While most University students spend four or more years living in Ann Arbor, Susana Jara, an LSA junior originally from Ecuador, said there”s another side to the city that students rarely get to see.

Paul Wong
The town-and-gown atmosphere of Ann Arbor often comes together on Main Street, where restaurants and stores attract students as well as permanent residents. <br><br>ELLIE WHITE/Daily

“When the students are here, there are lots of activities, but when students are gone you see little things the nature, the buildings,” Jara said.

Jara said Ann Arbor is a city which accommodates University life well.

“It”s a nice little city,” Jara said. “It”s starting to get warmer so you can walk around and absorb things.”

The city, with a population of more than 100,000, is also the temporary home of 35,000 students who live and study in Ann Arbor throughout the year.

Jim Kosteva, the University”s director of community relations, said the city and the University have a mutually beneficial relationship when it comes to the student body.

“There is no question that there is a relationship between the quality of life of the community (and the University) it brings quality faculty and students to the University,” Kosteva said. “And the atmosphere of the University makes a contribution to the quality of life in Ann Arbor.”

Ann Arbor ranked 52th on Morgan Qunito”s 2000 list of the safest cities which is compiled from FBI reports. This is up from 74th in 1999, yet lower than the 11th place ranking it received in 1996.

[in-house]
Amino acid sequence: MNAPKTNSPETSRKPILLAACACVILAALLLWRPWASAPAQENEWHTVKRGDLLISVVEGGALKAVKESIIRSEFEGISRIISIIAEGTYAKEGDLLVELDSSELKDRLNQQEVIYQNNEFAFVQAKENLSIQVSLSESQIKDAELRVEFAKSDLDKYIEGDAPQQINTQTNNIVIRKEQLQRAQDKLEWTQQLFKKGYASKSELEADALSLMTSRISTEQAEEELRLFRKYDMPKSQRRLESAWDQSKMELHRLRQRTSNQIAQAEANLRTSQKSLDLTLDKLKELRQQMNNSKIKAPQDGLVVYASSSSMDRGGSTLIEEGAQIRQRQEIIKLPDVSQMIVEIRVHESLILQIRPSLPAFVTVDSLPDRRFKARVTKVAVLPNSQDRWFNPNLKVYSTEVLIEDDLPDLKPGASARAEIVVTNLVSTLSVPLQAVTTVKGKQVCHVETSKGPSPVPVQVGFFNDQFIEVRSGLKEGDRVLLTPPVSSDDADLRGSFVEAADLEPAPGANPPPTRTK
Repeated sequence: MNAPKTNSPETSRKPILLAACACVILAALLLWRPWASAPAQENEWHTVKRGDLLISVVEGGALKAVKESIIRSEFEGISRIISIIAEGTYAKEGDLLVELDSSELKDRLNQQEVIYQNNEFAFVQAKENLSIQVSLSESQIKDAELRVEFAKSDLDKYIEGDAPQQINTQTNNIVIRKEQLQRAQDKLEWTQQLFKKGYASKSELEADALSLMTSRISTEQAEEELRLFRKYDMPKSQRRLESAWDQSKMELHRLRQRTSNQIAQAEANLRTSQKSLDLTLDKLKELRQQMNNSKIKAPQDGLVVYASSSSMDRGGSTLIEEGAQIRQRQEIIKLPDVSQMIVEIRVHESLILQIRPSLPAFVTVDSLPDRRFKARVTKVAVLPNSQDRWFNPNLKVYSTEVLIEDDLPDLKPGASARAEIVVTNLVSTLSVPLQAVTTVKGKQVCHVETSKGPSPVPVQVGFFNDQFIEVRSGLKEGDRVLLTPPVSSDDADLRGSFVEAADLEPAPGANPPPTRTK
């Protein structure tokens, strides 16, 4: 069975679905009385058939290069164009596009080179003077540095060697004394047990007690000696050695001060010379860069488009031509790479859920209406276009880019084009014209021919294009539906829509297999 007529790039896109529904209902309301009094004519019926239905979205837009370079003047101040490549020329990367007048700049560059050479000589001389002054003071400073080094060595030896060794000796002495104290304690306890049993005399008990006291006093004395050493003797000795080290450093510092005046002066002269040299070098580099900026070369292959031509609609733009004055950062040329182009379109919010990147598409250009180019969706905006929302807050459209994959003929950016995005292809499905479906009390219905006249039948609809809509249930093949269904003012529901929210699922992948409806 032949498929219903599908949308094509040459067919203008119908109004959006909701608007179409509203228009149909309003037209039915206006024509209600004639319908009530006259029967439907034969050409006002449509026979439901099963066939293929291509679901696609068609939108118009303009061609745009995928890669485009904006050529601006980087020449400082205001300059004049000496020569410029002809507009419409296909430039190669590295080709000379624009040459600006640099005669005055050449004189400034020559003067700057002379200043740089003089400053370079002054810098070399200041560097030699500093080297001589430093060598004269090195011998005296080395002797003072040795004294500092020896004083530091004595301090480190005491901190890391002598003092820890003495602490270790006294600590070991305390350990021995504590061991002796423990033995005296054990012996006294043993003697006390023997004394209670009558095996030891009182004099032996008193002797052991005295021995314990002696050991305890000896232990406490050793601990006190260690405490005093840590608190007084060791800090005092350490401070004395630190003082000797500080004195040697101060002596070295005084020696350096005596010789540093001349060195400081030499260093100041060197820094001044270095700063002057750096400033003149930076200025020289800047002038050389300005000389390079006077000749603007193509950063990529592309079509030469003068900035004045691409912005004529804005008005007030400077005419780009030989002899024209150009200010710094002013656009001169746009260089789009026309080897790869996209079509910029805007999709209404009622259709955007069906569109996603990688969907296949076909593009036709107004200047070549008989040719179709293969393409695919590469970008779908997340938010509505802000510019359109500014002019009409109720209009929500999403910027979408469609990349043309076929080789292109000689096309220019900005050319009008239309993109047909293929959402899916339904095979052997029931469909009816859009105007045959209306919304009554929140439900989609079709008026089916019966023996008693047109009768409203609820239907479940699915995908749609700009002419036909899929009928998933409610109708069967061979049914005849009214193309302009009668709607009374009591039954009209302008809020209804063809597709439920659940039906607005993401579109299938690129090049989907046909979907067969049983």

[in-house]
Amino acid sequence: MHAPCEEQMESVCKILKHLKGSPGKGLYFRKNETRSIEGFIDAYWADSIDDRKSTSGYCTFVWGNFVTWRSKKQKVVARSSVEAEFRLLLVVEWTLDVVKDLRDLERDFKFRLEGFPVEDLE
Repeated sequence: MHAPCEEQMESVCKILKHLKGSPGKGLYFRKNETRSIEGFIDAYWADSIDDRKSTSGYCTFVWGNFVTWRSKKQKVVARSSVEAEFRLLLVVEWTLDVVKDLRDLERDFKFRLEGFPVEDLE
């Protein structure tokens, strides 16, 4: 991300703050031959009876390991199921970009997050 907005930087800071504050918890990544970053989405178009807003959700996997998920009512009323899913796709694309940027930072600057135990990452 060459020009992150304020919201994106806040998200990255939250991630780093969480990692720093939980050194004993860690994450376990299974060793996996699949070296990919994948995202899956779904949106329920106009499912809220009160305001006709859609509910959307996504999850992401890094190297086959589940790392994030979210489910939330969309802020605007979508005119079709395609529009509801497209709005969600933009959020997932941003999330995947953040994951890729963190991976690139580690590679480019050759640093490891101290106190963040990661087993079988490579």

Ann Arbor Police Sgt. Michael Logghe said the city of Ann Arbor ranks low in violent crimes, a little higher in property crimes, and overall is “a very safe city to live in.”

Logghe said a contributing factor is the community policing efforts.

“People assist us in the reporting of crimes and there is a perception of safety that comes from the officers in the neighborhoods,” Logghe said.

Logghe added that though the University “adds to the vitality” of the city, it lures a high number of larcenies.

“Any time you have a University, you are going to have a lot of undesirables that prey on students,” Logghe said. “Students usually have things such as TVs, stereos … and are not as safety conscious.”

Elwood J. Holman, president of the Ann Arbor Area Chamber of Commerce, said the University students contribute to the success of the city.

“When you have a major university with the stature of Michigan, it helps to create a citizenry that is active and very involved in the community,” Holman said.

He added that between the University and the city there are more than 450 groups that deal with social issues or the arts, and another 400 nonprofit groups.

“We”ve got close to 900 groups that aren”t for profit,” Holman said. “There are a staggering number of people in Ann Arbor that are extremely concerned in expressing their views it attracts the type of people who want to be active and involved.”

Holman added that the city offers a number of jobs for students.

Ingrid Sheldon, who was mayor of Ann Arbor from 1993 until last November, said when the University came to Ann Arbor in 1837 it was the economic engine for the city but has since “taken on its own personality.”

“If the University didn”t have a community that valued such things as the environment and natural spaces, it wouldn”t be as attractive,” Sheldon said. “We have a wonderful population that is continually challenging itself.”

Rajiv Haque, an engineering freshman, said Ann Arbor has been a good place to study but sees the relaxing everyday atmosphere of the city becoming routine.

“People sometimes get tired of the same old thing all the time which may happen to me, but I like it so far,” he said.

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